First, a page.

As I contemplate rest, I wanted to consider getting up from rest. This painting is from a photo I took of one of my sons when he was not getting up very well. Do teenagers have massive growth spurts or lots of stress requiring so much rest? Are they asserting independence, staking out their own schedules? Whatever is going on, it is something to behold. Taking the photo, I admit, was intrusive, but I'm grateful for the documentation. At some point during his teen years, I determined not to be his alarm clock anymore. My sons are adults now and have had to get up at all hours to attend to their own parental and work responsibilities. Waking up and getting up are amazing gifts with a wide variety of challenges at every phase of our lives. I like to get up especially after some good rest.
Rest can be challenging at times. This man is looking at a newspaper's job postings. Looking for a job is stressful. As I painted this picture (from a photo I took a long time ago), I thought that he could have been looking at the obituaries, or current events, or the opinion page. Each section could carry personal stress for him. Stress can disturb rest. Stress and disturbances are part of life. Sometimes there's a lot.
I have to experience life with its griefs, needs, and conflicts. Sometimes my sleep is disturbed. I hope I can have compassion and patience as I walk through those times. Talking, listening, writing, painting, praying, doodling, walking, moving my body and listening to music can help me gain perspective and de-stress. I may have to wait through the disturbance to be able to rest well again. I may have to search my heart and ask if there's anything I can do. I can meditate on the serenity prayer, "God, grant me the serenity to accept the things I cannot change, courage to change the things I can, and wisdom to know the difference."
Sleep is amazing. We say we fall asleep; we don't know how or when it happens. It comes to us. When I had young children, I observed the process of fighting it and also surrendering to it. Sleep is a necessary way we rest.
My husband was diagnosed with sleep apnea about six years ago. They said he could go home early after his sleep study showed he stopped breathing well over 300 times. Since the diagnosis and various fittings of face masks, he has used a CPAP machine to help him get the benefits of sleep. Recently I photographed him before he got up, because I wanted to include this phenomenon in my investigation of rest. I had to take quite a few photos with flashes to get the frame I wanted. To note: he is faking sleep here. I am glad he is getting better sleep, and the hum of the machine is much better than snores and snorts and jolts.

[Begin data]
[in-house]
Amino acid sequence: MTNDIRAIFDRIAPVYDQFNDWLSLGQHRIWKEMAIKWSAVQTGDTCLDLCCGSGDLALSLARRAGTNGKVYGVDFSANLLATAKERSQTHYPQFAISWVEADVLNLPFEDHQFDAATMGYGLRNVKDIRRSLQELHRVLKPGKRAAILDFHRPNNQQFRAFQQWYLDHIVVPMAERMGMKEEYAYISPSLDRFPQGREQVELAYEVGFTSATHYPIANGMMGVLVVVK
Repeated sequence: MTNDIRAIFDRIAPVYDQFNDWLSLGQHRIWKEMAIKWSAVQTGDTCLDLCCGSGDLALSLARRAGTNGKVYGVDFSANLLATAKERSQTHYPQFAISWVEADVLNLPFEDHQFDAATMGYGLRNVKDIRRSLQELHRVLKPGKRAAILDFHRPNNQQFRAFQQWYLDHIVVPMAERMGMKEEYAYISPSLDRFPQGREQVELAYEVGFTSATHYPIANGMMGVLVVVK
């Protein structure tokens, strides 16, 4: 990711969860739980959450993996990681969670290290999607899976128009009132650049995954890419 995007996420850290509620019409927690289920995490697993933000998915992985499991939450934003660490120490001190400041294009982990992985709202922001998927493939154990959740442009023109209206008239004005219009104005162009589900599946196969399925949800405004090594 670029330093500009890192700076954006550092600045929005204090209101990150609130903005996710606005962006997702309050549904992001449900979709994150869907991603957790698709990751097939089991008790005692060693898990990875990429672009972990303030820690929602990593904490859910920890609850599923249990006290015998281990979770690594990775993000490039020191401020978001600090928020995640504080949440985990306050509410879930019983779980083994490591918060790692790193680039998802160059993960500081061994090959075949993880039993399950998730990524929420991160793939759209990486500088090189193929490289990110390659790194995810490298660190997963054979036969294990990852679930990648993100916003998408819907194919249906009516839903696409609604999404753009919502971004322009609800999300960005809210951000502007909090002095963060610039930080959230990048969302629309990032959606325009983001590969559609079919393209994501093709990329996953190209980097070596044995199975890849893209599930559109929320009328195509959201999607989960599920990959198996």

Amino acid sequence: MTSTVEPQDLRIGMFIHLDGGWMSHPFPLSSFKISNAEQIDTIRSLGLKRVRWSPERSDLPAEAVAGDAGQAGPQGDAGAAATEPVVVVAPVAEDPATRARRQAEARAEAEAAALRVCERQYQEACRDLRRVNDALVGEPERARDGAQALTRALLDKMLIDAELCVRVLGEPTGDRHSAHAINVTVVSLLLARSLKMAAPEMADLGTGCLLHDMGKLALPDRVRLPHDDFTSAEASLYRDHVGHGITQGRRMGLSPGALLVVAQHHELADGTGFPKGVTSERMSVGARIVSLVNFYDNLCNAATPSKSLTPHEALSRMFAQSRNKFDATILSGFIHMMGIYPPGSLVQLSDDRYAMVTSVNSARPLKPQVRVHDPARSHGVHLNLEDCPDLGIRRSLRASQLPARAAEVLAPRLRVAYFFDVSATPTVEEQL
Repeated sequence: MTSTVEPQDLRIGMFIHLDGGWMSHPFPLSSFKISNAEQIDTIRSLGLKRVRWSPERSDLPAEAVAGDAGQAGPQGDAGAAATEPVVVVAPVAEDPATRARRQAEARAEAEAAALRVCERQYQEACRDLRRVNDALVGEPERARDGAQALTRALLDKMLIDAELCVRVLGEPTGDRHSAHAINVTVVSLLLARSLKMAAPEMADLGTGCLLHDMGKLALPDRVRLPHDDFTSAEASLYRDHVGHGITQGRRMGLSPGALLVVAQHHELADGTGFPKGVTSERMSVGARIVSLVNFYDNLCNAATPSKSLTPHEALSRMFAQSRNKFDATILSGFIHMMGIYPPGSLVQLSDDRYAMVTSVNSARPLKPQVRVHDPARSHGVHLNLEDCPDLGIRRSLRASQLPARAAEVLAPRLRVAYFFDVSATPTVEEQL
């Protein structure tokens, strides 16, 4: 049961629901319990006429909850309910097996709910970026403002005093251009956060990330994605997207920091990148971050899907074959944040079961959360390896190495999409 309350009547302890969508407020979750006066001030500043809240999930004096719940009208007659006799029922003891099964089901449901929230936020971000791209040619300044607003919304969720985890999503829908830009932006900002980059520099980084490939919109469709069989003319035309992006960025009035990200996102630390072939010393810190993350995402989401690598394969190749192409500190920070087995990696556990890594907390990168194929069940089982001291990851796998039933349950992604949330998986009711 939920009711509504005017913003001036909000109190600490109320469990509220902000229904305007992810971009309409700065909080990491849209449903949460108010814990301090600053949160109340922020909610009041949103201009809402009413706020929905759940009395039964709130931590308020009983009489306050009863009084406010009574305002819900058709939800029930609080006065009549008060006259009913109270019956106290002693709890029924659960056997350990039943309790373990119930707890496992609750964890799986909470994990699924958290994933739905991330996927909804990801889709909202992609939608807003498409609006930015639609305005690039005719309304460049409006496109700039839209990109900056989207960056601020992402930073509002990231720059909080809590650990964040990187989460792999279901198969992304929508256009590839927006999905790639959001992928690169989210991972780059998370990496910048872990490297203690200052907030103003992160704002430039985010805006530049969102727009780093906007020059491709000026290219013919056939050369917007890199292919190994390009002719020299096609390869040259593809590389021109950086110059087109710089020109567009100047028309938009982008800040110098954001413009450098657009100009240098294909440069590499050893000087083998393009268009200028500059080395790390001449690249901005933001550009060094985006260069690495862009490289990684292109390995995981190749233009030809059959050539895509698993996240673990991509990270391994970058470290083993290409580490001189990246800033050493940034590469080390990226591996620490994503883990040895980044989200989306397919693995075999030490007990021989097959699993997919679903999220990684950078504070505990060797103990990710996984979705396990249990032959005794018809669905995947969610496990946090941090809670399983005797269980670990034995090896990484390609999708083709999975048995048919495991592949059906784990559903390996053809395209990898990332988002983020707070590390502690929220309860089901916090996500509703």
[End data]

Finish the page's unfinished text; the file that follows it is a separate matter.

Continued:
I want to get the benefits of good sleep. Sleep apnea, stress, lack of exercise, too much screen time, intake of certain foods or drinks, and environmental and health issues can interfere with sleep. I hope to do what I can to sleep well and let my body and brain enjoy the benefits. Am I willing to work on ways to improve the possibilites of sleeping well?
Contemplating rest, I thought about how we use the word "rest" for another meaning. The rest of the story, the rest of the song, the rest of the pie. I painted the rest of this lemon pie a long time ago. Just to note: For me the rest of the pie includes every last delicious crumb.
Consider "rest" and "the rest." We can stop eating, or singing, or reading, or listening; and rest. Then as we rest, we may think about when we might eat, sing, read, or hear, the rest. May I have the rest of the pie? I'm going to sing the rest of the song. Please read the rest of the story. What, exactly, is "the rest?" If only one piece of pie were eaten, the remaining part would still be the rest. So, I conclude that "the rest" doesn't seem to be about quantity. It seems to be more about timing or where one pauses and then proceeds with the rest. I would like to consider that our rest is also about quality and not quantity. We can savor some delicious rest.
I caught this picture a few years ago while traveling to Europe with my son, daughter-in-law, and grandson for a big family reunion. I wanted to paint it and include it in my study on "rest." Traveling across time zones with a one-year-old made for little rest for them. With delays and a tight itinerary, we missed our flight from London to Geneva, so thankfully the airline let us go to a lounge in the airport, where it was quieter and more comfortable, for a few hours to wait. We were able to catch a few zzzz's, which helped. Arriving at our destination, renting a car, getting to our cousin's house, and waiting for a reasonable time to go to bed, we pushed through until we could finally have horizontal rest. I think of moments when my body just has to rest. When I concede and relax I feel my body's response of thank you, thank you, thank you.
Trees have gotten my attention as I contemplate rest. In New England the hours of sunlight decrease as we get closer to winter. The chemical processes in the trees' leaves using carbon dioxide, sunlight, and water slow down and stop. Cellular changes seal in the nutrients to prepare the tree for winter rest. The preparation is evident in the leaves changing color and falling off. I observe that trees can have different colors and timing to change and drop their leaves. Trees have a time of dormancy or rest in the winter. Tree roots continue to be active all year long. Humans benefit from the cycle the trees follow. For example, empty branches allow sunshine to go through during winter and the leaves return in time for when we want shade. Empty trees endure less stress from snow and high winds without their foliage.
What can I learn from trees? Maybe I would do well to shed some things to prepare for rest. My roots can stay active. I want my roots to go deeper into my relationship with God who seems to help me rest. It may not be possible to rest for an entire season, but perhaps a shorter time-- days, hours, or even minutes. Shed some stuff, rest some parts, then when the time comes, restart activities. It sounds good to me.
LeTtiNg iT gO BLoG
Linda T. Hurd.